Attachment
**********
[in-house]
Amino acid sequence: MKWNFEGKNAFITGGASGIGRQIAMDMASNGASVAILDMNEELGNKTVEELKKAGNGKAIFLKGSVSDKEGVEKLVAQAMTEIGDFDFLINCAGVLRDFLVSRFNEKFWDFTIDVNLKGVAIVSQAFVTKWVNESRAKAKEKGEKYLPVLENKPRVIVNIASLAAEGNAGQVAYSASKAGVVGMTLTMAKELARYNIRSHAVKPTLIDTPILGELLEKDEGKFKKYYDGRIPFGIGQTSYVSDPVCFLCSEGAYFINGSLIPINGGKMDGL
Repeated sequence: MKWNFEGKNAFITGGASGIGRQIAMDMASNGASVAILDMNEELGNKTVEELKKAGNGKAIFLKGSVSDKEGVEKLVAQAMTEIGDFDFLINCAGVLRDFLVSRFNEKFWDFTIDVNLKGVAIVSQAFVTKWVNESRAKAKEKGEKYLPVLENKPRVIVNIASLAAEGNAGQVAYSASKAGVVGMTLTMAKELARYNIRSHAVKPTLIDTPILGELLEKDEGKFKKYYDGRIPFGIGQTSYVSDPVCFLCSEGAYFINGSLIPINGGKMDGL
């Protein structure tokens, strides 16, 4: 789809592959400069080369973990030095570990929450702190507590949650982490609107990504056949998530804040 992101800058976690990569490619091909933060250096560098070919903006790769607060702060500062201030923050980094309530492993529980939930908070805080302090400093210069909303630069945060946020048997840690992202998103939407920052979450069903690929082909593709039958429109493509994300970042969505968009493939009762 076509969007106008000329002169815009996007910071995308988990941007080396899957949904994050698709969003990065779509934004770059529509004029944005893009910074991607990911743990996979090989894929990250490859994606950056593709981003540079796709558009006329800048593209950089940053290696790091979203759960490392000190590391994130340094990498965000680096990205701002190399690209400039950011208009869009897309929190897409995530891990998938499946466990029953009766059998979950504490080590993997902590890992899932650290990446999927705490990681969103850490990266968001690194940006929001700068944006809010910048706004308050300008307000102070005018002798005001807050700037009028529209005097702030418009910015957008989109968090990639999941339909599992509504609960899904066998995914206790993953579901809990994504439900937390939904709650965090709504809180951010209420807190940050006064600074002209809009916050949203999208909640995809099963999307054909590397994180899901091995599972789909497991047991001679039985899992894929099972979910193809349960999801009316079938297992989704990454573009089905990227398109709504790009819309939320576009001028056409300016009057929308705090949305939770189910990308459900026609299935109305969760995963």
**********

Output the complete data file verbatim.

[in-house]
Amino acid sequence: MKWNFEGKNAFITGGASGIGRQIAMDMASNGASVAILDMNEELGNKTVEELKKAGNGKAIFLKGSVSDKEGVEKLVAQAMTEIGDFDFLINCAGVLRDFLVSRFNEKFWDFTIDVNLKGVAIVSQAFVTKWVNESRAKAKEKGEKYLPVLENKPRVIVNIASLAAEGNAGQVAYSASKAGVVGMTLTMAKELARYNIRSHAVKPTLIDTPILGELLEKDEGKFKKYYDGRIPFGIGQTSYVSDPVCFLCSEGAYFINGSLIPINGGKMDGL
Repeated sequence: MKWNFEGKNAFITGGASGIGRQIAMDMASNGASVAILDMNEELGNKTVEELKKAGNGKAIFLKGSVSDKEGVEKLVAQAMTEIGDFDFLINCAGVLRDFLVSRFNEKFWDFTIDVNLKGVAIVSQAFVTKWVNESRAKAKEKGEKYLPVLENKPRVIVNIASLAAEGNAGQVAYSASKAGVVGMTLTMAKELARYNIRSHAVKPTLIDTPILGELLEKDEGKFKKYYDGRIPFGIGQTSYVSDPVCFLCSEGAYFINGSLIPINGGKMDGL
């Protein structure tokens, strides 16, 4: 789809592959400069080369973990030095570990929450702190507590949650982490609107990504056949998530804040 992101800058976690990569490619091909933060250096560098070919903006790769607060702060500062201030923050980094309530492993529980939930908070805080302090400093210069909303630069945060946020048997840690992202998103939407920052979450069903690929082909593709039958429109493509994300970042969505968009493939009762 076509969007106008000329002169815009996007910071995308988990941007080396899957949904994050698709969003990065779509934004770059529509004029944005893009910074991607990911743990996979090989894929990250490859994606950056593709981003540079796709558009006329800048593209950089940053290696790091979203759960490392000190590391994130340094990498965000680096990205701002190399690209400039950011208009869009897309929190897409995530891990998938499946466990029953009766059998979950504490080590993997902590890992899932650290990446999927705490990681969103850490990266968001690194940006929001700068944006809010910048706004308050300008307000102070005018002798005001807050700037009028529209005097702030418009910015957008989109968090990639999941339909599992509504609960899904066998995914206790993953579901809990994504439900937390939904709650965090709504809180951010209420807190940050006064600074002209809009916050949203999208909640995809099963999307054909590397994180899901091995599972789909497991047991001679039985899992894929099972979910193809349960999801009316079938297992989704990454573009089905990227398109709504790009819309939320576009001028056409300016009057929308705090949305939770189910990308459900026609299935109305969760995963």